Our Favorite Holiday Recipes – 2023 Edition

Seasons Greetings! Last year, Team PFA shared food and drink recipes we enjoy with family and friends during the holidays. We had so much fun with this that we decided to do it again in 2023.

Even if you don’t try your hand at these recipes, we think you’ll appreciate the stories accompanying the recipes!

Craig Joncas – The Romarin (Joncas Recreation)

Last year I shared a cocktail from a favorite local establishment. This year Nikki and I will be making a cocktail recreation from one of our favorite establishments in her hometown: The City of Brotherly Love. While my time Philadelphia did not foster any new appreciation for their sports teams, it certainly did for their bars/restaurants!

One of our most frequented spots, especially on a nice day, was Parc in Rittenhouse Square.  Nikki goes for the bread, but I go for the cocktails. The Romarin is my go-to, and I’ve since tried recreating it at home a few times. Here is the drink as described directly from their menu:

“ROMARIN. Rosemary-Infused American Harvest Vodka, St. Germain, Grapefruit, Lemon”

After experimenting at home I’ve landed on a version of it we love. The color is different, so I know it’s not a perfect replica, but it’s close. Mine is a little more tart and less sweet – we like it that way. Give it a try and let me know what you think!

The Romarin (Joncas Recreation)

Vodka Infusion (3-5 days in advance):

  • Bottle of Tito’s Vodka
  • 1 Large Grapefruit, quartered
  • 3-4 sprigs of Fresh Rosemary

In a large a large container pour in Vodka and add grapefruit quarters/rosemary springs. Cover and allow to infuse at room temperature for 3-5 days. Strain the infused vodka back into the original bottle when complete.

Romarin Cocktail:

  • 2 oz Infused Vodka
  • 2 oz St. Germain
  • 5 oz fresh squeezed lemon juice
  • 5 oz fresh squeezed grapefruit juice

Shake over ice and serve cold in a coupe glass.

James Bradley – Potato Fennel Gratin

I first tried this recipe we found in an Ina Garten cookbook, desperate for something that would complement the expensive rib roast we’d be serving at the Christmas table. All I have to say is:  Don’t fall for the box mixes or the recipes that have you use frozen hash browns and Velveeta.   This is just as easy! I’ve toyed with the recipe, using different types of potatoes than russets (don’t do that – use the russets!) and using more or less cheese (More is never a bad thing). If you have a food processor with slicing and grating attachments, your prep time will be just as fast as if you used a boxed mix. And it’s SO MUCH BETTER. Lay some sprigs of thyme on the top and your guests will think you’ve hired a gourmet chef.  Who wouldn’t want that?!

You can find the 5-star recipe here.

Jessi Dolmage – Ginger Cookies

A sweet treat can turn a gray day into a pretty good day, especially if my friend Jessica has baked or recommended it. When she told me she was sending me a recipe for ginger cookies, I knew they’d be delicious. But they’re so darn good I’ve made them at least 2 or 3 times during the holidays since 2009. These very ginger forward cookies with warm spices are a perfect pairing with a hot toddy or coffee.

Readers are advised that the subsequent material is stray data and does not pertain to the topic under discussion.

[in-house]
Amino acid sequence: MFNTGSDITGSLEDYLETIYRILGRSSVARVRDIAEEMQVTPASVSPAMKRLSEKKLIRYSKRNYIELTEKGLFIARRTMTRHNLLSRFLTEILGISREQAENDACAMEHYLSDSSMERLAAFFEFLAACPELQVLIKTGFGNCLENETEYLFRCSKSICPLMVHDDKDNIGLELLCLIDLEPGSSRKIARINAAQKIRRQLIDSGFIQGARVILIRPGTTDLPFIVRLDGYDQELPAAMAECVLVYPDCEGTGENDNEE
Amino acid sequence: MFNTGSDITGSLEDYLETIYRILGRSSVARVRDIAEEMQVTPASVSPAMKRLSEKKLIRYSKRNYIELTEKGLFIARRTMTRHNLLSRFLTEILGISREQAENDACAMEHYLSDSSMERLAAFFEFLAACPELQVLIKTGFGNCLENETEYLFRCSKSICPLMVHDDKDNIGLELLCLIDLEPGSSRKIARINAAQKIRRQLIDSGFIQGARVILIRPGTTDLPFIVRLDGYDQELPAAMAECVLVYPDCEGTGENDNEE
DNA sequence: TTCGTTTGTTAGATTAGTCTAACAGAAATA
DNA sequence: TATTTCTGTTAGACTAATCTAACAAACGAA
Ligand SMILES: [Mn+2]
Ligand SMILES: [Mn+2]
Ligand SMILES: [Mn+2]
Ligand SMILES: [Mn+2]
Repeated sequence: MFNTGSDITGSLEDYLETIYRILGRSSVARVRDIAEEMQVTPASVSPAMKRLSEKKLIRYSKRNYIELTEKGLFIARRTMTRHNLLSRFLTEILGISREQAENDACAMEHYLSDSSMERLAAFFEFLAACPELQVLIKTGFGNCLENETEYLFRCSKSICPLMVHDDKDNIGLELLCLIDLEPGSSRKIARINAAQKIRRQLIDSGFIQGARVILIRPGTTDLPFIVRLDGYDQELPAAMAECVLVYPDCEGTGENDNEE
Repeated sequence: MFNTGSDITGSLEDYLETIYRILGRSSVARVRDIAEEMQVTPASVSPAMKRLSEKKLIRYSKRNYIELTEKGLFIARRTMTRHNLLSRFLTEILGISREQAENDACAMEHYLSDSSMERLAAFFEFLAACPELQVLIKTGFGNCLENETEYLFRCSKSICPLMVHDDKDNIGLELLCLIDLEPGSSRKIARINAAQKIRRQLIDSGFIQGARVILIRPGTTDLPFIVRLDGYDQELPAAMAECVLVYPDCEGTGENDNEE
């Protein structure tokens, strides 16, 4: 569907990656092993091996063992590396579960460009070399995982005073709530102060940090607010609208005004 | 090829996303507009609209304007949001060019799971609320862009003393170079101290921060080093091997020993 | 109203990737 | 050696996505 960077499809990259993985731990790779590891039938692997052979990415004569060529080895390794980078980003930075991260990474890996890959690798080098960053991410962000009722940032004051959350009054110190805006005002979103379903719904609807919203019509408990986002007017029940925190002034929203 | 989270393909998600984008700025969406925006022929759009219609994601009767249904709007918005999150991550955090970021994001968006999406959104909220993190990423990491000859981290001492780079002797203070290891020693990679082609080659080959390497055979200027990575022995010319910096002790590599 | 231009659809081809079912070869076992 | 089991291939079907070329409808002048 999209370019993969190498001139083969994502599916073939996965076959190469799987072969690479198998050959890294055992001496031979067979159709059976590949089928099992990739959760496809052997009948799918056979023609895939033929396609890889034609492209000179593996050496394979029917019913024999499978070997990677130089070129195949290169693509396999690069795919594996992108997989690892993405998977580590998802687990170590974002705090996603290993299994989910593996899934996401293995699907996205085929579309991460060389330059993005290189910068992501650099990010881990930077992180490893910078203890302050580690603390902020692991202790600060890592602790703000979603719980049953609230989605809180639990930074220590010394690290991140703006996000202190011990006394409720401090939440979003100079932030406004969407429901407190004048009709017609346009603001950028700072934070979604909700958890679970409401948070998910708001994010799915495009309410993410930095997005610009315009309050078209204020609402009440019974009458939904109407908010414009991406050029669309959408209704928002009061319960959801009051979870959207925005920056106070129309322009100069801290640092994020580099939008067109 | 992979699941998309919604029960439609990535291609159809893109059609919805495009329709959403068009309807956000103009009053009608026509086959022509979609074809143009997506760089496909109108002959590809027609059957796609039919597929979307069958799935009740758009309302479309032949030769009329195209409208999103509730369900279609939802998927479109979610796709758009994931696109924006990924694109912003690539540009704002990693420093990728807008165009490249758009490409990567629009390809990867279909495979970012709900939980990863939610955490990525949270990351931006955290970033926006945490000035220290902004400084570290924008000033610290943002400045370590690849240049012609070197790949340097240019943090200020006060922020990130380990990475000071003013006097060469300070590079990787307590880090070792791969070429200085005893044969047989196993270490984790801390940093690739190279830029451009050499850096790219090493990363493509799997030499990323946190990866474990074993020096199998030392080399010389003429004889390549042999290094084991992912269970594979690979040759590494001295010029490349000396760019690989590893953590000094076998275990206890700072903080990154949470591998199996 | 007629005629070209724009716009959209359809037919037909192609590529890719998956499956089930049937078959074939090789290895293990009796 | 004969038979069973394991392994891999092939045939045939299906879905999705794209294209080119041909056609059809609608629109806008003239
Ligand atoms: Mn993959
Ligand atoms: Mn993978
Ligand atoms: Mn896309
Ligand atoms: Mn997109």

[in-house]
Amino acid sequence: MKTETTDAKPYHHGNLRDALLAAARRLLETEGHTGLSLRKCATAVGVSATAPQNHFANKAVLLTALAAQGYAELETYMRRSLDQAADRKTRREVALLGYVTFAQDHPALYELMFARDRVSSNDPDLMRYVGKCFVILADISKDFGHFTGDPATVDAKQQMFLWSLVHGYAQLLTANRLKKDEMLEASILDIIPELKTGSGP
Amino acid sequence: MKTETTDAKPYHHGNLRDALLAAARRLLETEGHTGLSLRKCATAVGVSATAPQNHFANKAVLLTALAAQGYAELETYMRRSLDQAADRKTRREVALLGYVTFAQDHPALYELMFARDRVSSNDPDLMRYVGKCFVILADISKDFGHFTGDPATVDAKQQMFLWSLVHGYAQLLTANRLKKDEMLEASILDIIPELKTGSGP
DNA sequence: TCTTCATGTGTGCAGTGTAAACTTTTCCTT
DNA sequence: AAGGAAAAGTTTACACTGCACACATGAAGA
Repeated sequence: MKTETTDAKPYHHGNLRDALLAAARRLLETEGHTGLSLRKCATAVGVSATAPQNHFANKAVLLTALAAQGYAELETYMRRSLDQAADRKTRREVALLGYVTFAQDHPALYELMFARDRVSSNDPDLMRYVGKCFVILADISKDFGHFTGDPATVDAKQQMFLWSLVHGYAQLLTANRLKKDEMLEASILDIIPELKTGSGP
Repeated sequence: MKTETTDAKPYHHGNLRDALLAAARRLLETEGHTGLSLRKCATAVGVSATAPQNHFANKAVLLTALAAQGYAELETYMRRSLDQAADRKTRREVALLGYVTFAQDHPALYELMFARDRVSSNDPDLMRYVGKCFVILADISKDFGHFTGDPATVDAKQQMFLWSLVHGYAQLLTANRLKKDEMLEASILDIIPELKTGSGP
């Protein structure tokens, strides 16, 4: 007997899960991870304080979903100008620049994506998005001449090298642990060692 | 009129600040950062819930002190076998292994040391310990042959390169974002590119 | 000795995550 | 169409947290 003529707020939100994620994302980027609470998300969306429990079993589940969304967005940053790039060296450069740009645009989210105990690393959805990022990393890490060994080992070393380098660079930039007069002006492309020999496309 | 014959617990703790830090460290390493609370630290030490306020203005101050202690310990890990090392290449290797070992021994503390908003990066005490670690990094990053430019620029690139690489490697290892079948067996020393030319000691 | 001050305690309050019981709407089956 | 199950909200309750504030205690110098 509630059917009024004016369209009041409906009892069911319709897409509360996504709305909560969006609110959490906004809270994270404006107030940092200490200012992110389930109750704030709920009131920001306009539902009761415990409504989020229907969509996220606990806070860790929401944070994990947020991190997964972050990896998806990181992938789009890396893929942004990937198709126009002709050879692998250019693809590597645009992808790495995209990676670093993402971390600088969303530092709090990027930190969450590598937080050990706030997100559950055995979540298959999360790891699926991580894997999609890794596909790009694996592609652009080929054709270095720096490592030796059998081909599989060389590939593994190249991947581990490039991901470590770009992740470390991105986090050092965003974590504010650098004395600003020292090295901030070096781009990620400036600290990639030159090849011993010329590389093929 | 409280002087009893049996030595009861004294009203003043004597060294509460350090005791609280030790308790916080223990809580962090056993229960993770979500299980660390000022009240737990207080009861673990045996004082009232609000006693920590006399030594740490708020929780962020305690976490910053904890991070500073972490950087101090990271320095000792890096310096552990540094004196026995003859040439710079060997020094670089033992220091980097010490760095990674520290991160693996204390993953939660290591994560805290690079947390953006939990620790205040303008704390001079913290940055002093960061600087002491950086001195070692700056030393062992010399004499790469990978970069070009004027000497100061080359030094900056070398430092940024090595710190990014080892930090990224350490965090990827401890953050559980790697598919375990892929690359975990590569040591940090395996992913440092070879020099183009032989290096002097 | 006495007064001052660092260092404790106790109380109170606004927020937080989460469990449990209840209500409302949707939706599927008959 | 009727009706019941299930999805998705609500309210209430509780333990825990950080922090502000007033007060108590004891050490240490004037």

Note this recipe makes a lot of dough and therefore you should make these Giant by using a 1/4-cup scoop or measuring cup for each dough ball (resulting in 2 dozen cookies). The baked cookies also freeze well. You’ll thank yourself when you accidentally find them in the freezer on a dreary winter day.

  • 4-1/2 cups all-purpose flour
  • 2 tsp baking soda
  • 4 tsp ground ginger
  • 1-1/2 tsp ground cinnamon
  • 1 tsp ground cloves
  • 1/4 tsp salt
  • 1-1/2 cups unsalted butter, softened
  • 2 cups granulated sugar + 3/4 cup for rolling dough balls in
  • 2 large eggs
  • 1/2 cup molasses
  1. Preheat oven to 350 degrees.
  2. In medium bowl, whisk together first 6 ingredients.
  3. In large mixing bowl, beat butter on low speed for 30 seconds. Add 2 cups sugar and beat until combined, scraping sides of bowl occasionally. Beat in eggs and molasses until well combined. Add in as much of the flour mixture as you can with the mixer. Stir in remaining flour mixture.
  4. Share dough into 2-inch balls using a 1/4-cup scoop or measuring cup. Roll balls in the 3/4 cup sugar and place 2 -1/2 inches apart on an ungreased cookie sheet.
  5. Bake at 350 for 11-13 minutes or until bottoms are lightly browned and tops are puffed. Cool on cookie sheet for 2 minutes, then transfer to wire rack to cool completely.
  6. Eat at least a couple daily until they’re gone, then make more.

Julie Willette – Pumpkin Roll

My mom’s Pumpkin Roll was a staple around the holidays. It wasn’t just our family who enjoyed her pumpkin roll, friends and family also looked forward to “Cindy’s Pumpkin Roll.” I remember her making several rolls, cutting them in half, and wrapping them in saran wrap to deliver to others. We’d always have it as a dessert option on Thanksgiving along with the traditional pies. I’d save room for at least one piece if not more. I don’t tend to lean towards pumpkin flavored desserts (except my husband’s pumpkin chocolate chip cookies) but the combination of pumpkin with cream cheese filling is absolutely decadent!

I have to be honest, I’ve only made it once. I’ve watched my mom make it dozens of times, and helped her mix the ingredients, but there’s just something about the way that mom makes it. It’s all in how you roll it!

Pumpkin Roll


  • 3 eggs
  • 1 cup sugar
  • 2/3 cup pumpkin
  • 1 tsp lemon juice
  • ¾ cup flour
  • 1 tsp baking powder
  • 1 tsp cinnamon
  • 1 tsp ground ginger
  • 1 tsp ground nutmeg
  • 1 tsp salt


  • 6 oz. cream cheese
  • 1 cup confectioners sugar
  • ¼ cup butter
  • 1 tsp vanilla
  1. Line jelly roll pan or large cookie sheet with parchment paper or wax paper. Grease paper or spray with baking spray.
  2. Mix first 4 ingredients together. Add remaining dry ingredients.
  3. Pour onto sheet. Bake at 375 for 15 minutes.
  4. Turn out onto clean dishcloth. Peel off the paper and roll while warm.